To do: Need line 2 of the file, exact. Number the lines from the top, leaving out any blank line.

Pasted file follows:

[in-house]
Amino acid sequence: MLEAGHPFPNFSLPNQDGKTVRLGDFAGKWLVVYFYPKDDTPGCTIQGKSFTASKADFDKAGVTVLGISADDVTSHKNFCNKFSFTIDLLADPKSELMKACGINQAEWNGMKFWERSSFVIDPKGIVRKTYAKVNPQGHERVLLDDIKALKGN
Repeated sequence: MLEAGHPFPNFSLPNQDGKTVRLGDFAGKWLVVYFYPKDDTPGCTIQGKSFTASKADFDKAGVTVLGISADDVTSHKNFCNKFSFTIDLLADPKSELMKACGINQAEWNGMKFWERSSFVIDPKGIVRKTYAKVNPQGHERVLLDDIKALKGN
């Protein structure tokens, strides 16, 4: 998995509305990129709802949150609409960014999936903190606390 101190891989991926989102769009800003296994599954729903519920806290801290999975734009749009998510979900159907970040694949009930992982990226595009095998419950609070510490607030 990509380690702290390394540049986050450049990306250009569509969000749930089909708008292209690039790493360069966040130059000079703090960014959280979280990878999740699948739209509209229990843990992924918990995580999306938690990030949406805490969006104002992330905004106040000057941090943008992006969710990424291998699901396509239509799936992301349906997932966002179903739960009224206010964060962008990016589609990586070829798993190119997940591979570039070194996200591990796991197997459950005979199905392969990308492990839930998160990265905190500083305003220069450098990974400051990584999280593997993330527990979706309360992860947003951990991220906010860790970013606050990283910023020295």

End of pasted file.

Amino acid sequence: MLEAGHPFPNFSLPNQDGKTVRLGDFAGKWLVVYFYPKDDTPGCTIQGKSFTASKADFDKAGVTVLGISADDVTSHKNFCNKFSFTIDLLADPKSELMKACGINQAEWNGMKFWERSSFVIDPKGIVRKTYAKVNPQGHERVLLDDIKALKGN